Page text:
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Yildiz B.D.,Ankara Numune Training Hospital | Sulu B.,Kafkas University
Canadian Journal of Plastic Surgery | Year: 2013

background: Postoperative management of patients after modified radical mastectomy has evolved over the past decades. In the early postoperative period, wound complication rates were reported to be as high as 60%. Flap necrosis after modified radical mastectomy is a common problem encountered by surgeons. Various treatment strategies have been proposed in the literature but none have addressed the use of dextran-40. OBJECTIVE: To determine whether dextran-40 infusion improves skin flap viability after modified radical mastectomy. Methods: Twenty-eight patients who underwent modified radical mastectomy were randomly assigned to receive dextran-40 or no dextran-40 intraoperatively after flap dissection. Patients were followed prospectively over a five-year period in a community hospital. The incidence of postmastectomy skin flap necrosis and prognosis of the necrotic area after dextran- 40 infusion was observed. Results: Flap necrosis was observed in five (17.8%) patients. Hypertension and diabetes mellitus were found to be risk factors for the development of flap necrosis (P<0.05). Flap thickness and tension on the flaps were found to be related to flap necrosis. Six of seven patients with flap perfusion problems (ecchymosis or necrosis) underwent dextran-40 treatment and healed without graft replacement. Conclusions: Dextran-40 treatment did not affect development of flap necrosis. However, if necrosis had already developed, the necrotic area of the skin flaps improved with dextran-40 treatment. ©2013 Canadian Society of Plastic Surgeons. All rights reserved. Source


Tunc L.,Gazi University | Guven S.,University of Konya | Gurbuz C.,SSK Goztepe Training Hospital | Gozen A.S.,SLK Kliniken Heilbronn | And 5 more authors.
Journal of the Society of Laparoendoscopic Surgeons | Year: 2013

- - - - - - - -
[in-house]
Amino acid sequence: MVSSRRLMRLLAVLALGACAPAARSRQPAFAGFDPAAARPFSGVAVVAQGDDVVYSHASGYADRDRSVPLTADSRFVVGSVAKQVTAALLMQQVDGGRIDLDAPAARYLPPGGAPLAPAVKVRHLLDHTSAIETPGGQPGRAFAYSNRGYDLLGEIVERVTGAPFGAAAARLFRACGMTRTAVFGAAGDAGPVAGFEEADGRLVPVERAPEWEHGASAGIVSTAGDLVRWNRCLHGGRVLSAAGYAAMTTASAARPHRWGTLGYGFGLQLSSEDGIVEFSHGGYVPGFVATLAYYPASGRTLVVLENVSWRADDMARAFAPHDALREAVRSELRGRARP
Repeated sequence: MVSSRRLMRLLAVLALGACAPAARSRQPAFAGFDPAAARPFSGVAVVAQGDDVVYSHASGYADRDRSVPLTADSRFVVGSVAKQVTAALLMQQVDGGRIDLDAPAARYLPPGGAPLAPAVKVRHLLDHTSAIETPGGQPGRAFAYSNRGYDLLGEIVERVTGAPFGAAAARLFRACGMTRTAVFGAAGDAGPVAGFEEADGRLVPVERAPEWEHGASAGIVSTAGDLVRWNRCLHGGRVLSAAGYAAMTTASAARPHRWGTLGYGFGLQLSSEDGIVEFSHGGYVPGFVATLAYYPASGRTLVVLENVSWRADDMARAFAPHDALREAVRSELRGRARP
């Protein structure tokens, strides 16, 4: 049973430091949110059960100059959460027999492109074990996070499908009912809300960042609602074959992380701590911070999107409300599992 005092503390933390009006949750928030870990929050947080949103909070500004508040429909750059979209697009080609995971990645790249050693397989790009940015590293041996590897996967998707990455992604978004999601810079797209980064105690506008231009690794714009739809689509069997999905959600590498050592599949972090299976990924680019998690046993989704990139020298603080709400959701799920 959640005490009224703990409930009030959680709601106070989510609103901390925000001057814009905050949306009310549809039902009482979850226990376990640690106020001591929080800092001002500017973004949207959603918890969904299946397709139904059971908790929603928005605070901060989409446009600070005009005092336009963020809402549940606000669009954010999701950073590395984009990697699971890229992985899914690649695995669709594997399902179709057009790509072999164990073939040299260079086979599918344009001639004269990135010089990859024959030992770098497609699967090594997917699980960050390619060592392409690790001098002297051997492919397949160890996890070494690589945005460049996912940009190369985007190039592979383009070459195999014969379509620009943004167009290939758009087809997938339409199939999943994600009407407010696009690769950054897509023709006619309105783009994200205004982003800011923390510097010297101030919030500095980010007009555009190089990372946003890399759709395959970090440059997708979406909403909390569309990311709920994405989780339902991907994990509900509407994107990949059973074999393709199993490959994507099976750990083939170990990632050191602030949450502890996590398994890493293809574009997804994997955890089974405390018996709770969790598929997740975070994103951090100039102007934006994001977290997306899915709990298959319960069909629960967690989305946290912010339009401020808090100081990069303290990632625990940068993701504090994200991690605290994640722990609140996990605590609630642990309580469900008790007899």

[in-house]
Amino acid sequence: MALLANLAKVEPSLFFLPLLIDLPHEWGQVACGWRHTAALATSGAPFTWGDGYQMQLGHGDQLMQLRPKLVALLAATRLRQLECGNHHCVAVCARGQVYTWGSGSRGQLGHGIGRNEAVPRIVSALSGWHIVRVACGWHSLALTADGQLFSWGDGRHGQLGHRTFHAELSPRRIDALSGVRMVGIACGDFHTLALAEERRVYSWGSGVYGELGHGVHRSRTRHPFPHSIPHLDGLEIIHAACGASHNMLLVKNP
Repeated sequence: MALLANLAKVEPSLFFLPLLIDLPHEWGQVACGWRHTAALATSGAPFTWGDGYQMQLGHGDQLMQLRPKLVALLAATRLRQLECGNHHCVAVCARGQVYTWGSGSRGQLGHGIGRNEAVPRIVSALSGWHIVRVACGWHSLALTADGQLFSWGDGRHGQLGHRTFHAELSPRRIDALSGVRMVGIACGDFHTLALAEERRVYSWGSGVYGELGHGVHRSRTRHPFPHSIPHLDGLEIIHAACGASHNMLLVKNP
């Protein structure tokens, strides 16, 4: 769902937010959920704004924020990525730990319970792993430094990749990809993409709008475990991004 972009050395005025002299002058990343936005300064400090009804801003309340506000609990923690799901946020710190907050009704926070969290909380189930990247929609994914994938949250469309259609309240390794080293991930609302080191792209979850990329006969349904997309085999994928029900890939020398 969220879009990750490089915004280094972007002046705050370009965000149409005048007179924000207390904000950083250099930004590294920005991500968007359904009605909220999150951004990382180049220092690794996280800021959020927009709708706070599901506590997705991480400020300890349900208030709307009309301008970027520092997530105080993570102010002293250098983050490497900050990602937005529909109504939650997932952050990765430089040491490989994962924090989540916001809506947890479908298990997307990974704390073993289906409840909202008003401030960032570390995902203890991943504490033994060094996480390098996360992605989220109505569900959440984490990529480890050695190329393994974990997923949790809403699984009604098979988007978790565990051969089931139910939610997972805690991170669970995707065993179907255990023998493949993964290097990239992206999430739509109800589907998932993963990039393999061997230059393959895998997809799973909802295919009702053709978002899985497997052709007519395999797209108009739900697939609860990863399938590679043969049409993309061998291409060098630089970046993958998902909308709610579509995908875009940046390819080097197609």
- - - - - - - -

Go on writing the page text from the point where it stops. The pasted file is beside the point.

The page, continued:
Background and Objectives: The objectives of this study were to investigate the effectiveness of the applied laparoscopic urology course using a validated checklist and to determine any differences in laparoscopic skills achieved by the participants at the end of the course period based on whether they began their training in a dry or wet laboratory. Methods: To facilitate the mastering of challenging laparoscopic skills by urologists, a unique 3-day mini-training program was established at the Gulhane Military Academy of Medicine, Surgical Research Center, Ankara, Turkey. Only 30 trainees were accepted in each course, and they were divided into 3 subgroups. The primary outcome of the study was the changes in the performance and task accomplishment duration of the trainees at the beginning compared with the end of the course. The secondary outcome was any differences in the basic skills of the trainees based on whether they started their training in the dry or wet laboratory. Results: The overall laparoscopic skills, which were evaluated by use of a standardized laparoscopic suturing task score, significantly improved (18.8 to 26.0, P <.001), and the time needed for task accomplishment decreased throughout the course (9.5 minutes to 5.25 minutes, P =.002). With respect to the course design, laparoscopic skills scores and the times needed for task accomplishment showed no statistically significant changes at the end of the course despite the fact that the trainees had started their training at different stages. Conclusion: The applied short-term laparoscopy course was shown to be an effective format particularly for achieving laparoscopic skills in which suturing and knotting are essential. This is mainly achieved through close cooperation in dry and wet laboratories. © 2013 by JSLS, Published by the Society of Laparoendoscopic Surgeons, Inc. Source

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